How To Calculate Personal Allowance
SHARE

Overview

If the residential agency is a representative payee, they are responsible for calculating the personal allowance. The type of residence in which a person lives determines the statutory minimum amount of personal allowance the person must receive. 

These amounts change any time there is a Cost of Living Adjustment (COLA). If there is no COLA, the amounts remain unchanged. OPWDD posts the latest information about current benefit levels and personal allowance amounts on its website.

Depending on a person’s income and where they live, personal allowance laws (section 131-o of the Social Services Law) set the base amount of the allowance. This is called the statutory amount. In addition, if a person has income exemptions, they can get more personal allowance. The most common types of income exemptions are the general income disregard and earned income exclusion. See below for more information. 

Unearned Versus Earned Income

Unearned income is received from sources other than work-related income. Unearned income includes benefits from Social Security, Supplemental Security Income (SSI), pensions, State disability payments, unemployment, interest income and cash from friends and relatives.

Earned income is any income received from work activity including wages, salaries, tips, and income from self-employment.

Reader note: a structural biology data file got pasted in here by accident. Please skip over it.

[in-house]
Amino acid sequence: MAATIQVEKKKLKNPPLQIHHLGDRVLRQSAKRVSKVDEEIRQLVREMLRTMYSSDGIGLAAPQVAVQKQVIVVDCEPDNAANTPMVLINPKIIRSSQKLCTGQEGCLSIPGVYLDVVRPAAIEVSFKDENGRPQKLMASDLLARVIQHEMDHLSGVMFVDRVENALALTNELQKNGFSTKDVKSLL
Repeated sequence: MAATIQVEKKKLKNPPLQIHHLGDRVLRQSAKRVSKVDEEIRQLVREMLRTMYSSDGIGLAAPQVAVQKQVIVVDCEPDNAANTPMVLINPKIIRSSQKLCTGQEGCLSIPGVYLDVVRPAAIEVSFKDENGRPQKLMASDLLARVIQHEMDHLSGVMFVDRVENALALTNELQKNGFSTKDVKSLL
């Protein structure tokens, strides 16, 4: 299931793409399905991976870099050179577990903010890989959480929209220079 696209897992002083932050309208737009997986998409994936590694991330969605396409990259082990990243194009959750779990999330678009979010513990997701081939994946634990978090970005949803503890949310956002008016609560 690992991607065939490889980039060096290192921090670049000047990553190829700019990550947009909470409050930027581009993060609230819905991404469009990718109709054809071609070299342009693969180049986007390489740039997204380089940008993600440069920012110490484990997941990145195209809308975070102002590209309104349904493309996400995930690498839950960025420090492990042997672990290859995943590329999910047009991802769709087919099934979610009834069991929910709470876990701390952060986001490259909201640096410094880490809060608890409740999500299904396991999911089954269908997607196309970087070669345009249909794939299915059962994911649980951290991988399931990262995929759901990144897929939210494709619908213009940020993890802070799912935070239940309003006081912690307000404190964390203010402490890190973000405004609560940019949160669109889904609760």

General Income Disregard

Unearned income is received from sources other than work-related income. Unearned income includes benefits from Social Security, Supplemental Security Income (SSI), pensions, State disability payments, unemployment, interest income and cash from friends and relatives.

Earned income is any income received from work activity including wages, salaries, tips, and income from self-employment. The first $20 of income other than SSI is not counted when calculating personal allowance. This is called a general income disregard because it can be applied to both unearned and earned income. If the person receives both unearned and earned income, the disregard is applied to the unearned income first. If there is any part of the $20 left over after applying the disregard to the unearned income, the rest of the disregard is applied to earnings if the person works. If the person gets SSI and other unearned income, the disregard is applied to the other unearned income. If the person has SSI and earned income, the disregard is applied to the earned income. If the person gets SSI only, the $20 disregard does not apply.

An individual in a certified CR, IRA, or family care home who receives income greater than $20 from any source besides SSI is entitled to personal allowance equal to the current statutory amount plus $20.

Exception: A person who lives in an ICF, DC, SRU, specialty hospital, or nursing facility is subject to chronic care budgeting and does not get the $20 general income disregard.